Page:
An epic poem, epic, epos, or epopee is a lengthy narrative poem, ordinarily involving a time beyond living memory in which occurred the extraordinary doings of the extraordinary men and women who, in dealings with the gods or other superhuman forces, gave shape to the moral universe that their descendants, the poet and his audience, must understand to understand themselves as a people or nation.
An epistle (Greek ἐπιστολή, epistolē, "letter") is a writing directed or sent to a person or group of people, usually an elegant and formal didactic letter.
Epistulae ex Ponto (Letters from the Black Sea) is a work of Ovid, in four books.
An epithalamium (Latin form of Greek ἐπιθαλάμιον epithalamion from ἐπί epi "upon," and θάλαμος thalamos nuptial chamber) is a poem written specifically for the bride on the way to her marital chamber.
The equites (eques nom. singular; sometimes referred to as "knights" in modern times) constituted the second of the property-based classes of ancient Rome, ranking below the senatorial class.
In Greek mythology, Erysichthon (Ἐρυσίχθων ὁ Θεσσαλός 'earth-tearer') (also anglicised as Erisichthon), son of Triopas, was a King of Thessaly.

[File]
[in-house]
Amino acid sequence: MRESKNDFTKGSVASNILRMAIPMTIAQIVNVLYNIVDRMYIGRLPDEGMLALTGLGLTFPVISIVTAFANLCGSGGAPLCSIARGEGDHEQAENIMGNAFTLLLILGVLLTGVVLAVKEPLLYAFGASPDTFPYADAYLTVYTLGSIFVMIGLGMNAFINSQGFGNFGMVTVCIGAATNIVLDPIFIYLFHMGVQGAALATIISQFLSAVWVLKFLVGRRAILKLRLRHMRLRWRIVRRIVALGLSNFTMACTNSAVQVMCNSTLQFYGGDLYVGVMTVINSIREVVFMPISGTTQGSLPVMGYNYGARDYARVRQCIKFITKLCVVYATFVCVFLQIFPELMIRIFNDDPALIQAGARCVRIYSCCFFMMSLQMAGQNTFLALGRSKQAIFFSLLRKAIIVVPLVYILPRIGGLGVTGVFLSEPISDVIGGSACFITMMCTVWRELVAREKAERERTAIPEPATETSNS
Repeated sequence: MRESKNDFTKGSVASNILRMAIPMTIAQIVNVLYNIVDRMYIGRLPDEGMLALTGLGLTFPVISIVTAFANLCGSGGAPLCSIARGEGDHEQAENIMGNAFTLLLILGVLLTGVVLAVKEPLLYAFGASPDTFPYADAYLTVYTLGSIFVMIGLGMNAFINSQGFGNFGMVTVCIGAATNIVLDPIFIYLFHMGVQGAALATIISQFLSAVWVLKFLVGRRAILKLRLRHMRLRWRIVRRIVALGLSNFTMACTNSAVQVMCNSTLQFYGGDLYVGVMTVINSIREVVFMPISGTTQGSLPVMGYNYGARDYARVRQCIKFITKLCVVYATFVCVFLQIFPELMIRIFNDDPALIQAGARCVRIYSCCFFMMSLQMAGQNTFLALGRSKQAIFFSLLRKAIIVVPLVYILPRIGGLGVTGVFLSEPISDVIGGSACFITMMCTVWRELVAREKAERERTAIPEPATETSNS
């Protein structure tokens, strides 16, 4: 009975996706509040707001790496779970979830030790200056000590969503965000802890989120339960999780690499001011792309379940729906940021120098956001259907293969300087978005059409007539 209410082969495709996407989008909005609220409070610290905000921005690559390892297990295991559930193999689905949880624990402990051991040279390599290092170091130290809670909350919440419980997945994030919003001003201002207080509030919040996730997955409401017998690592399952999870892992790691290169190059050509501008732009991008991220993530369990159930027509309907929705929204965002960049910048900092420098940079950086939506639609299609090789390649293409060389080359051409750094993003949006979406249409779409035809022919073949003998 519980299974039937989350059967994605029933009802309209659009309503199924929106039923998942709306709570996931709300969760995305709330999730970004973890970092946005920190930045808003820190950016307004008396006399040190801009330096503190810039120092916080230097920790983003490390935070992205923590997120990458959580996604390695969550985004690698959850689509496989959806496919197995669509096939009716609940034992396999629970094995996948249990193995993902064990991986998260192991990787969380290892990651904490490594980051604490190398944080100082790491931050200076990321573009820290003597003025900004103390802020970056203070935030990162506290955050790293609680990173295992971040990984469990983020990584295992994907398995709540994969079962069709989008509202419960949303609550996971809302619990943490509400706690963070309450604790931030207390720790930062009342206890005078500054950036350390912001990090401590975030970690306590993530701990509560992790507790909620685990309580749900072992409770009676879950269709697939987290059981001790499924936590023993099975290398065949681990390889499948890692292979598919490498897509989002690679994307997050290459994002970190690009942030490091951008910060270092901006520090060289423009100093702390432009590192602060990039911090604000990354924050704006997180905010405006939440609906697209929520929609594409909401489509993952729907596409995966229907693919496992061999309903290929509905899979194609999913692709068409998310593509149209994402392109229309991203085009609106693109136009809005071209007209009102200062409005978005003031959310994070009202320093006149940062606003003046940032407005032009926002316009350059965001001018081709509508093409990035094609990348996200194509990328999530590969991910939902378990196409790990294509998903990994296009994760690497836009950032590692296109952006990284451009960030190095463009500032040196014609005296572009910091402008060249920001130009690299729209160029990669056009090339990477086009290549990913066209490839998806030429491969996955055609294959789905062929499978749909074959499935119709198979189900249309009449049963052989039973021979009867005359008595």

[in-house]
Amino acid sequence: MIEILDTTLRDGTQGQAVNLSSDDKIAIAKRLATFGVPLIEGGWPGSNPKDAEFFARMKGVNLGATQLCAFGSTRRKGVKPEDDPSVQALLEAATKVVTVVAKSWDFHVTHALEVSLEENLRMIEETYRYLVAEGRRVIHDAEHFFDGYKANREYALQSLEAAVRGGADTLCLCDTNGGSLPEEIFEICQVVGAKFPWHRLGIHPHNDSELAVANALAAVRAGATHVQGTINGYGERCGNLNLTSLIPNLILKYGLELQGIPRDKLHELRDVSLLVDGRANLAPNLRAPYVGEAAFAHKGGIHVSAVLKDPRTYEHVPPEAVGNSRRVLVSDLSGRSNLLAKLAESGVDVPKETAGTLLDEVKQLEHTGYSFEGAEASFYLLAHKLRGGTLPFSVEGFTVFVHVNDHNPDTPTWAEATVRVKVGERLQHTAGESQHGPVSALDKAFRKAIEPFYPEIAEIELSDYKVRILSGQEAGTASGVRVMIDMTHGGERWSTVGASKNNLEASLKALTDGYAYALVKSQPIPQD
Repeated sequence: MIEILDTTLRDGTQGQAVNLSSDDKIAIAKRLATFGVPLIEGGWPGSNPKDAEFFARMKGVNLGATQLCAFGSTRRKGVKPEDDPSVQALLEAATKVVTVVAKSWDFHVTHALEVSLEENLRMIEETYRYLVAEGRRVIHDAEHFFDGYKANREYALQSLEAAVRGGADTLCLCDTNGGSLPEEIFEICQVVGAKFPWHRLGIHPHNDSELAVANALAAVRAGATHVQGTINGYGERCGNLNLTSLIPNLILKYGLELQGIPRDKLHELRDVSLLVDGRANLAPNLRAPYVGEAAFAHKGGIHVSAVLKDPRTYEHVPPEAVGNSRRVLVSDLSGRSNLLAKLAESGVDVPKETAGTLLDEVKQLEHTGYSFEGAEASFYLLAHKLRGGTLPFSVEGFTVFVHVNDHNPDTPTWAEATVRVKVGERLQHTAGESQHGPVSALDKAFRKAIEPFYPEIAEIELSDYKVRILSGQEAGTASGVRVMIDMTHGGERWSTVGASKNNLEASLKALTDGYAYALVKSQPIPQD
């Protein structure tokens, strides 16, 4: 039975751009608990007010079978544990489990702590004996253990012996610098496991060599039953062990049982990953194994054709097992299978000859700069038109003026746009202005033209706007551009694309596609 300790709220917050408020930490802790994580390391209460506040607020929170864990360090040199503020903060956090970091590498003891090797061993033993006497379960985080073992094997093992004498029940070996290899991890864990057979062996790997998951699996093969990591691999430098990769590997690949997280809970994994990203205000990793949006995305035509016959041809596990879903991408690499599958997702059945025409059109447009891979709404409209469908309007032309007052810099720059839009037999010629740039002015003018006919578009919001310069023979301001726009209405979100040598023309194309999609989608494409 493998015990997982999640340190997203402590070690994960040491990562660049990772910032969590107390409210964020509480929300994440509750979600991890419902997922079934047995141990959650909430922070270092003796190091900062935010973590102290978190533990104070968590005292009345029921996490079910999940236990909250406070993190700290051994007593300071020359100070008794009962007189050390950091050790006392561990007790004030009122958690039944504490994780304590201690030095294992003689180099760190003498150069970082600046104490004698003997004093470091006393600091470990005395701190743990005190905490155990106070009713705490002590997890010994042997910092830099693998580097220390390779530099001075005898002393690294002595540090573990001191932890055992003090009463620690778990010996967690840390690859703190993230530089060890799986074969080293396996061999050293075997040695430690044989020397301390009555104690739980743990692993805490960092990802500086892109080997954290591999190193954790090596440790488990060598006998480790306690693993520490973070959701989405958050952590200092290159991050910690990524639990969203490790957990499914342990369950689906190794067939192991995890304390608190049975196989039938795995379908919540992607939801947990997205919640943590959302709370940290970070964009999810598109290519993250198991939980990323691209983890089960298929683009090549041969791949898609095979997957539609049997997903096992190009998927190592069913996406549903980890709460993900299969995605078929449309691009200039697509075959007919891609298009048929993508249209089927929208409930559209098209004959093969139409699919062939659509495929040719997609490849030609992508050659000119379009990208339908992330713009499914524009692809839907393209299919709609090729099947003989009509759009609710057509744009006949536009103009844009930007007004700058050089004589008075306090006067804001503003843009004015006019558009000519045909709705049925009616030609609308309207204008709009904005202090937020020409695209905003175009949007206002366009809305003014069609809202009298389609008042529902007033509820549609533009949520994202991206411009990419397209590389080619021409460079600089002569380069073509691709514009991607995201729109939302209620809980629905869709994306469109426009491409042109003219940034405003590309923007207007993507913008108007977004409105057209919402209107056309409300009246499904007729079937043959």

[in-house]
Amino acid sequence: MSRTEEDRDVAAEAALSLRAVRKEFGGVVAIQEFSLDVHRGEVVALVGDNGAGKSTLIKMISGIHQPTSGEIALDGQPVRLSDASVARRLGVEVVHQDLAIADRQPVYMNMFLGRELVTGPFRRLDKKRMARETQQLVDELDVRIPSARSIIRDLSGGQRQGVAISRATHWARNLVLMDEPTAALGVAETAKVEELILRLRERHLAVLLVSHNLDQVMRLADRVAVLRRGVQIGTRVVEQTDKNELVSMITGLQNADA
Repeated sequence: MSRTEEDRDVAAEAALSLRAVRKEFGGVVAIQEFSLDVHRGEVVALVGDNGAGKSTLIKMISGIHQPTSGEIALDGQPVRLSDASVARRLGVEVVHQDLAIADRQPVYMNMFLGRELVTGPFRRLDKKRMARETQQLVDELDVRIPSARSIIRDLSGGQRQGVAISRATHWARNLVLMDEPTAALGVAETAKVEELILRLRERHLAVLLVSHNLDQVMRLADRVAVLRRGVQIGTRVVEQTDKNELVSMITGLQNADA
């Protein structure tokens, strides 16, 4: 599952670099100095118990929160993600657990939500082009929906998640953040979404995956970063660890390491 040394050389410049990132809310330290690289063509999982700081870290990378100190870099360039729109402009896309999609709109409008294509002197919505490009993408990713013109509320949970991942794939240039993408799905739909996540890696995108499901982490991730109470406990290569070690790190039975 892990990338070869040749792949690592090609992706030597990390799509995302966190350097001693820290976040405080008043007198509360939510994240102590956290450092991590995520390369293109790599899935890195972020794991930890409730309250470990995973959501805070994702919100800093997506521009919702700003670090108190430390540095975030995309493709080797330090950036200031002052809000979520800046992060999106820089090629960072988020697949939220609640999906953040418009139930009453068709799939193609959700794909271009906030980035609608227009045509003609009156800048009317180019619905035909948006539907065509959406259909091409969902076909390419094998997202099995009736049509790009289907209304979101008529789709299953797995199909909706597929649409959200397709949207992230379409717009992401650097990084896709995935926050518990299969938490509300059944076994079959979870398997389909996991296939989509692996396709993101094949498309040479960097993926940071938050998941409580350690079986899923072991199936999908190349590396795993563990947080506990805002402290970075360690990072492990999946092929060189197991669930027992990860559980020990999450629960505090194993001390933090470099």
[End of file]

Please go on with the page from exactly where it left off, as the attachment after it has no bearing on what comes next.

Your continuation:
An essay is, generally, a piece of writing that gives the author's own argument — but the definition is vague, overlapping with those of a paper, an article, a pamphlet, and a short story.
The Essays (Essais) of Michel de Montaigne are contained in three books and 107 chapters of varying length.
Ethopoeia (ee-tho-po-EE-ya)is the ancient Greek term for the creation of a character.
Ettore Ferrari (1848–1929) was an Italian sculptor.
Ferdinand Victor Eugène Delacroix (26 April 1798 – 13 August 1863) was a French Romantic artist regarded from the outset of his career as the leader of the French Romantic school.
Eugene Onegin (pre-reform Russian: Евгеній Онѣгинъ; post-reform r) is a novel in verse written by Alexander Pushkin.
Euripides (Εὐριπίδης) was a tragedian of classical Athens.
In Greek mythology, Europa (Εὐρώπη, Eurṓpē) was the mother of King Minos of Crete, a woman with Phoenician origin of high lineage, and after whom the continent Europe was named.
Ovid, the Latin poet of the Roman Empire, was banished in 8 AD from Rome to Tomis (now Constanţa, Romania) by decree of the emperor Augustus.